Seven of the 50 employees laid off by BioWare are suing their former employer. The ex-staffersclaim the Edmonton studio has refused to pay adequate severance to those affected by the late August reductions.
According to the press release, Alberta Court law requires companies to give a month of severance pay per year of service when terminating an employee without cause. The employees have an average of 14 years at BioWare, whoseseverance was dubbed”significantly less”than the required amount.
With the studio allegedly refusing to increase its amounts, the employees are taking the Mass Effect and Dragon Age developer to court for the “unreasonably poor treatment.”
R. Alex Kennedy, providing counsel for the employees, wrote that BioWare “attempted to reduce its obligation to these employees well below what courts typically award. […] Their termination without causeen masse like this calls for a response.
Citing the mass industry layoffs and NDAs preventing them from showing their work onDragon Age:Dreadwolf,one plaintiff said the ex-employees were “struggling to understand why BioWare is shortchanging us in this challenging time.”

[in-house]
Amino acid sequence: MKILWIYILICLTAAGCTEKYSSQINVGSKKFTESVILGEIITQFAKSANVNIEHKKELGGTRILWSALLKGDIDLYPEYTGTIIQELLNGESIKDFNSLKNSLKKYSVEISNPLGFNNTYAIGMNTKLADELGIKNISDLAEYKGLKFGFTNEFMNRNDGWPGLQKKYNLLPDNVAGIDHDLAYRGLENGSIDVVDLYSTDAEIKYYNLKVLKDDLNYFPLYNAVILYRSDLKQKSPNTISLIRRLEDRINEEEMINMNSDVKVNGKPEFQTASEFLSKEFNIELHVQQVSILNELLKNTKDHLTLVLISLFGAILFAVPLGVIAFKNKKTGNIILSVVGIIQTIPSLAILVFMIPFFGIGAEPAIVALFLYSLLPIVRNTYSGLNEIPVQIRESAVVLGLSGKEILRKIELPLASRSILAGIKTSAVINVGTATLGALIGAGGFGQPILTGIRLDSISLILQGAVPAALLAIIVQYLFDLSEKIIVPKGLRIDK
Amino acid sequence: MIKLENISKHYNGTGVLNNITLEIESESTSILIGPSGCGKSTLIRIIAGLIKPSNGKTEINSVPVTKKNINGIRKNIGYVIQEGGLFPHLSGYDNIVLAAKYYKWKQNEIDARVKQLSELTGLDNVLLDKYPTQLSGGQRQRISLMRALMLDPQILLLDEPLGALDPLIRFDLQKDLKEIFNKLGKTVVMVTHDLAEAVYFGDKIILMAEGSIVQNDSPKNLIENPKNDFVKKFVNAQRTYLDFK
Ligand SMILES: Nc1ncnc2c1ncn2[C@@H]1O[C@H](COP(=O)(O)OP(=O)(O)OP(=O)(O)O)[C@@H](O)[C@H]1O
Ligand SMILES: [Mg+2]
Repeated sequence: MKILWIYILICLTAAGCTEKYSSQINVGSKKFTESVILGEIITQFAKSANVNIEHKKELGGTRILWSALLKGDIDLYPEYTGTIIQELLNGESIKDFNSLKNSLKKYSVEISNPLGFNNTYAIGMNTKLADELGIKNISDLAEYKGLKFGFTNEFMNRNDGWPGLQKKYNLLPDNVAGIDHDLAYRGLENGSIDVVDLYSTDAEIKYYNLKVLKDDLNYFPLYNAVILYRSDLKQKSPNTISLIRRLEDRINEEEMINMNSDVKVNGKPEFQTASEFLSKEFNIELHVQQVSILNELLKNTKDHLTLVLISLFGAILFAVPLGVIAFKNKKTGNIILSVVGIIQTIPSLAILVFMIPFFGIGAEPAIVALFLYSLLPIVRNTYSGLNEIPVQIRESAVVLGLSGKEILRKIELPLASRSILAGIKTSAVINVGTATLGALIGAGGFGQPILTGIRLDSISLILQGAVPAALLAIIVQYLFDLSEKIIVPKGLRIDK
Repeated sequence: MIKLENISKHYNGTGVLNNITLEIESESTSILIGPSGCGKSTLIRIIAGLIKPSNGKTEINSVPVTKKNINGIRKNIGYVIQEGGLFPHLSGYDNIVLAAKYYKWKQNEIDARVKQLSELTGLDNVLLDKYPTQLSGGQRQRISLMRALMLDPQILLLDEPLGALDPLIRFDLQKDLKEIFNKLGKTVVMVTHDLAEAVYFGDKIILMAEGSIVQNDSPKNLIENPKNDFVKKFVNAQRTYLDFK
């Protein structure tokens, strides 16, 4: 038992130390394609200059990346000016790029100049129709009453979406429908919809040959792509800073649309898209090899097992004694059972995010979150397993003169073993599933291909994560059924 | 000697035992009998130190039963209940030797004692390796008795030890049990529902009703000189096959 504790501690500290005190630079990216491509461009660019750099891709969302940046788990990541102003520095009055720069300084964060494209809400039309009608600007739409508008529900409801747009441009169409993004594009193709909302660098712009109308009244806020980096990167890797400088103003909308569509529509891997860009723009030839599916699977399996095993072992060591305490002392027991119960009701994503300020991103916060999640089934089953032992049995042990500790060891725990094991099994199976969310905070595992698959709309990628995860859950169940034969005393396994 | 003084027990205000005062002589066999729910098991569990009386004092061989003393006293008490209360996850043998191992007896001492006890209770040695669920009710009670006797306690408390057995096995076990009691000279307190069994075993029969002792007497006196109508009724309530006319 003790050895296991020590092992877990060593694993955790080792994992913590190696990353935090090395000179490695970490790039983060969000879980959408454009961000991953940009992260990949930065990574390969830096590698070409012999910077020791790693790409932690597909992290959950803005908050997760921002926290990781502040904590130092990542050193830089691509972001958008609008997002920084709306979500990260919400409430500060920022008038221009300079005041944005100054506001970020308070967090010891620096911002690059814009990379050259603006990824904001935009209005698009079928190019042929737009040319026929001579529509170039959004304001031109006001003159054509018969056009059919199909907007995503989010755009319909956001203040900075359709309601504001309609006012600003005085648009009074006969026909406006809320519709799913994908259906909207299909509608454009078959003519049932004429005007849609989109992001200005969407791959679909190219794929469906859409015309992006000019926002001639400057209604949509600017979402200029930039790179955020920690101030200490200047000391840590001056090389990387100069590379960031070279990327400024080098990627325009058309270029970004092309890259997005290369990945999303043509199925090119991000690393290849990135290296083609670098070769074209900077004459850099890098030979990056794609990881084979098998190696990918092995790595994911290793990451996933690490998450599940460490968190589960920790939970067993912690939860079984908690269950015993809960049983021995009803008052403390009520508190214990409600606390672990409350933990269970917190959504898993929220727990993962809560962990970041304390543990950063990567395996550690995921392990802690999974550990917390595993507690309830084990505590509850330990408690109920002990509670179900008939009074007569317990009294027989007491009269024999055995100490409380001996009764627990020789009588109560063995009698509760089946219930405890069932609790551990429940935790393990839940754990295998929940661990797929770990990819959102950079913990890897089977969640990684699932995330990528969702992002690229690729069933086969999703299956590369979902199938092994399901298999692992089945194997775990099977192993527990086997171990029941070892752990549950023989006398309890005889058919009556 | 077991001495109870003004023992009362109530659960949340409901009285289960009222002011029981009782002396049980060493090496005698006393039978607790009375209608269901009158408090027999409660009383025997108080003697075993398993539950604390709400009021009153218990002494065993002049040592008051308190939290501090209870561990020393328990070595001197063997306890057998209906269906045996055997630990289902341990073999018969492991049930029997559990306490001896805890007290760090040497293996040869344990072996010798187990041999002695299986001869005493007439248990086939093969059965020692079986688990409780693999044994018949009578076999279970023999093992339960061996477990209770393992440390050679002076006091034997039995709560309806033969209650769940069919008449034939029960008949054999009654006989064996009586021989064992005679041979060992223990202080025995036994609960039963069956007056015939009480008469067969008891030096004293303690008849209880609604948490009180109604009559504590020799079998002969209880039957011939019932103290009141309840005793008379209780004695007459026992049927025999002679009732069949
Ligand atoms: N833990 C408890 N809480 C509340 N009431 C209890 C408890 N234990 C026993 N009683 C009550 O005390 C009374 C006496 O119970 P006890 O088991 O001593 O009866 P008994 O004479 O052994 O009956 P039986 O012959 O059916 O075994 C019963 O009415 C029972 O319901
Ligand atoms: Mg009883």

BioWare’s recent (and complicated) history
At the initial time of those layoffs, BioWare general manager Gary McKay would reorient the studio towards its upcoming single-player projects,Dreadwolfand the fifth Mass Effect game.
Weeks before that, BioWare Austin shifted control of itsStar Wars:The Old RepublicMMO over to Broadsword. With that transition now complete, the Austin studio is assisting with both single-player titles.
Dragon Age:Dreadwolfhas been teased and semi-announced on and off over the last several years. The last installment in the series was 2014’sDragon Age:Inquisition.
Whenever Dreadwolfreleases, it’s expected to be BioWare’s first full release afterAnthem,which will turn five years old in February 2024.